high-resolution (352x288). The first is a normal shot and the second is of
a resistor--kudos to anyone identifying the actual value and tolerance. The
resistor still was captured at a distance of less than ½ inch. I think that
qualifies as a good
Microsoft’s NetMeeting 3.0 was included
on the installation CD, however it is available from MS for free. Since this
camera doesn’t include a microphone, I used a standard no frills headset,
which may be annoying to some hairstyles, but gave much better sound quality
than any general pickup mikes located in OEM monitors or other WebCams. The
only way of achieving a smooth 30-fps is to use the lowest resolution (176x144),
have good, even lighting and refrain from cranking up the brightness control.
Not only is a standard 56Kbps dial-up connection a limiting factor, the 12Mbps
USB connection is also a limiting factor.
Massive video and audio compression is used to
cram impossibly "wide" bandwidth down a skinny little phone line.
Cable users: you know what I mean and you don’t have nearly the same bandwidth
limitation.Mathematically speaking, a 176 x 144 pixel, 30 fps, 24-bit color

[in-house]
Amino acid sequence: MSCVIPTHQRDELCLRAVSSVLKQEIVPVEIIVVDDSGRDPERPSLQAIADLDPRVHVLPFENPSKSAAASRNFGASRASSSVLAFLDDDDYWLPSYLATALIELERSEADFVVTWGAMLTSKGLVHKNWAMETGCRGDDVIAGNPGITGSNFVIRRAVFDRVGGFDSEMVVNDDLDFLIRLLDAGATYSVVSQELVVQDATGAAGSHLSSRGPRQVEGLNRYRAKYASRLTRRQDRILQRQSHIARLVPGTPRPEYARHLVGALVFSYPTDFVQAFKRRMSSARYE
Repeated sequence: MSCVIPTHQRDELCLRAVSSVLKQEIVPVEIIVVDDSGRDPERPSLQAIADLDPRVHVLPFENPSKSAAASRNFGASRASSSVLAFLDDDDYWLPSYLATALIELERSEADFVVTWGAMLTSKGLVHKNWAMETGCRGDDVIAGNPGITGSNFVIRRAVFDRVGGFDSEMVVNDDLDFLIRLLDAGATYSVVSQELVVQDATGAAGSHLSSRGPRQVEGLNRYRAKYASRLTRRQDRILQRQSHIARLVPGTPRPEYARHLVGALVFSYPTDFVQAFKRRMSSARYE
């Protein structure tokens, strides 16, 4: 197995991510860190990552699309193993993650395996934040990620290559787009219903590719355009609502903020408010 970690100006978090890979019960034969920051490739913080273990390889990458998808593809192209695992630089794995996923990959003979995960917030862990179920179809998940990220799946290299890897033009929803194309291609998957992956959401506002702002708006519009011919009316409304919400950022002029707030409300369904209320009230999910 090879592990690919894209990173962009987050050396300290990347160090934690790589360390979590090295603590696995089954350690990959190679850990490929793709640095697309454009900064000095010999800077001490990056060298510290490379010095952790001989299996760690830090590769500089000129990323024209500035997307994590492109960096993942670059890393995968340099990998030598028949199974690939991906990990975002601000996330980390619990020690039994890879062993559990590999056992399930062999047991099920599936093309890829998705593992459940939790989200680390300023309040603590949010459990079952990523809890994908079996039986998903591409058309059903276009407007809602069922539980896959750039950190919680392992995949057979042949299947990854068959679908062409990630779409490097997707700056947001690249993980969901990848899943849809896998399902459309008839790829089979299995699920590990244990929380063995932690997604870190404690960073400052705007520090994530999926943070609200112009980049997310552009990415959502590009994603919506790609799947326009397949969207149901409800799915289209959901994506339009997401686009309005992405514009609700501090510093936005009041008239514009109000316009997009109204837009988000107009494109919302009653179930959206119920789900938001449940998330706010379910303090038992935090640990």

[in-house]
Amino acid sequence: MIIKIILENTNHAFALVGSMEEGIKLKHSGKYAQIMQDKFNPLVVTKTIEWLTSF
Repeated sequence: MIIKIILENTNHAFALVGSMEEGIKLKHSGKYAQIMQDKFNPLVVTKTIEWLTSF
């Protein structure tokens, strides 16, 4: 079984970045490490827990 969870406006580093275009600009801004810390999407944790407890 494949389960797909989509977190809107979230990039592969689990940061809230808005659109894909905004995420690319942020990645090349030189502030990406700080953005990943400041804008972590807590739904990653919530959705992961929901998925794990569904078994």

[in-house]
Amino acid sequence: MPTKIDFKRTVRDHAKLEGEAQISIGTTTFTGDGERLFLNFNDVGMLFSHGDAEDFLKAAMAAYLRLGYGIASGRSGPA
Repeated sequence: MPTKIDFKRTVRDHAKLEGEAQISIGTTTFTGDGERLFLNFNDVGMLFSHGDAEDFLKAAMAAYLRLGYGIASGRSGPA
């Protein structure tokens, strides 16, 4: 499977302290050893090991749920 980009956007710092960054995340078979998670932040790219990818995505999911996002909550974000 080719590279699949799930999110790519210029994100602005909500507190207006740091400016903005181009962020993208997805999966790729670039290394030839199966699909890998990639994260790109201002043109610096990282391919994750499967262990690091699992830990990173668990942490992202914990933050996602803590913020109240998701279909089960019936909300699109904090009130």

signal has an average bandwidth usage that far exceeds a 56Kbps modem connection.
The powers that be have thought up a great compression scheme that gives a
much higher ratio than simple 4:1 data-file squashing methods.
Of course, you really don’t have all that data
flowing through you wires; the compression schemes have various limitations.
You see every one when you move too fast or have too many objects moving in
the background. The glitches show up as blurring, dropped frames, or the hilariously
funny to watch "delay" effect. When you talk, the words don’t match
up with the mouth moments. Video conferencing consists of one talking head
blabbing to another talking head, so these distracting artifacts aren’t very
annoying or noticeable normally.
The IBM PC Camera sits squarely in a crowded
market. Best Buy had at least 3 other models of similar quality to choose
from when I was searching around reading box spines. The great web support
of the IBM (manufactured and supported by Xirlink) combined with the great
CD software bundle gives this little wonder the nod. While professional quality
video stills & movies are far out of reach for the PC camera, so is it’s
price. Selling for $49 it’s hard to go wrong with such a well made, user friendly
peripheral that can add the video dimension to the USB equipped PC.